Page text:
One of the components of the rebooted James Bond franchise has been studio MGM’s co-financing and distribution agreement with Sony Pictures. Starting with 2006’s Casino Royale, in which Daniel Craig took over the lead role of suave superspy James Bond and the series smacked the reset button hard, Sony has brought the adventures of 007 to theaters in return for a rather hefty payment to MGM which helped bring the studio out of the desperate financial straights it was in at the time.
But that agreement is nearing an end with the approaching November release of Spectre, the final film of the deal, and while Sony would certainly like to renew that deal, it is finding that it may be in competition with another studio who also wants a slice of the lucrative James Bond franchise pie.
Variety is reporting that Warner Brothers could be a contender to take over Sony’s role in the franchise –
[I]nsiders speculate that the close relationship between MGM chief Gary Barber and Warner Bros. CEO Kevin Tsujihara could result in the super-spy shifting addresses to the Burbank studio. MGM and Warner Bros. have partnered on several films including the “Hobbit” trilogy, the May box office dud “Hot Pursuit” and the upcoming Rocky Balboa spin-off, “Creed.”
For their part, new Sony president Tom Rothman is not about to let the films go without a fight.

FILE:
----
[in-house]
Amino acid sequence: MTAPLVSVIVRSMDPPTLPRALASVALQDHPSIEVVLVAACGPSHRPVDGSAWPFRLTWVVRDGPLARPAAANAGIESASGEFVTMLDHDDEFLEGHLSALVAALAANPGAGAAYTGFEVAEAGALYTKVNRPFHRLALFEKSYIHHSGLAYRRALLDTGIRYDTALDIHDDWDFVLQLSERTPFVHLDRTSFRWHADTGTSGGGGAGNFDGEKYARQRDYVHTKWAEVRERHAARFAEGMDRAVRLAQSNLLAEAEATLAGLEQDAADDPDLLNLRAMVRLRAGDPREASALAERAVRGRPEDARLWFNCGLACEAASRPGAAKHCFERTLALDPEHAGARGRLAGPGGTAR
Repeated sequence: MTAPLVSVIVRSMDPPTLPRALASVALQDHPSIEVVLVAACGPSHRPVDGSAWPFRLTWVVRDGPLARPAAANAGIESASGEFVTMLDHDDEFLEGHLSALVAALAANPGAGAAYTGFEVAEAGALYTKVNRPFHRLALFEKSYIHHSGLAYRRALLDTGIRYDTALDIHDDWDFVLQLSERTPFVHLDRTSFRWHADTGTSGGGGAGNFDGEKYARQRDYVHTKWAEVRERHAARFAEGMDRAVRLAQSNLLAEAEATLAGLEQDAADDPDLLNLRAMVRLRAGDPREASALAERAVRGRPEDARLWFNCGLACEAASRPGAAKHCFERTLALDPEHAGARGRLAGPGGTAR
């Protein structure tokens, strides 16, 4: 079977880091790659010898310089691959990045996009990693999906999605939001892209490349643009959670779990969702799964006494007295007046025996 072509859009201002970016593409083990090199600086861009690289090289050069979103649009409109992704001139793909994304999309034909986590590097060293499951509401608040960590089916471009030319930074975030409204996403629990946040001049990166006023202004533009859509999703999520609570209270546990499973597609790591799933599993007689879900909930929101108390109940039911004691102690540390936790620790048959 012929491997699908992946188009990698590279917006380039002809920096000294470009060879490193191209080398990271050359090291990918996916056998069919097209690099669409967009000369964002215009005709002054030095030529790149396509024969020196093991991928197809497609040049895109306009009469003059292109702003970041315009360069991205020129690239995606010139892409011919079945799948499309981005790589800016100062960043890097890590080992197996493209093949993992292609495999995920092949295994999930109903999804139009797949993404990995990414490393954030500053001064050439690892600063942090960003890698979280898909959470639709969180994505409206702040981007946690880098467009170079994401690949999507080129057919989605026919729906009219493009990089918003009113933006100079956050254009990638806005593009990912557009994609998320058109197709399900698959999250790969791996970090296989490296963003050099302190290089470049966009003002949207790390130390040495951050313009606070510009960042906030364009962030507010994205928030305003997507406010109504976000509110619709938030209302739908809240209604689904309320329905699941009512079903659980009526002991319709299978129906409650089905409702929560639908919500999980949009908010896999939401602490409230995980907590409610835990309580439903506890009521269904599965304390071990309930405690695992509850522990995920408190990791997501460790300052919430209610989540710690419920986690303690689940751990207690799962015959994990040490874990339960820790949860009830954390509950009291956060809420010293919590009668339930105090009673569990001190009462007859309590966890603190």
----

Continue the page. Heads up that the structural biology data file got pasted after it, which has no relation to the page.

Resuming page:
The reality is that Sony’s had a fantastic run with the Bonds. Sure we’re going to compete for (the rights), but let’s be honest, so is everybody in the business.
With the worldwide box office total on the three films that Sony has been involved with just shy $2.3 billion, there is certainly a lot on the line, so things could get heated before they’re resolved.
Of course, if the distribution of the Bond films does indeed change hands, it does raise the question of what impact that change will have on future films. We know from the Sony email hack last November that execs had input into the Spectre screenplay over things from budgetary issues to specific notes about various drafts of the film’s script. Of course, we don’t know how those notes will impact Spectre just yet, but it is possible that Warner Brothers, or another studio for that matter, may not be able to muster the same level of involvement that Sony has brought to the franchise.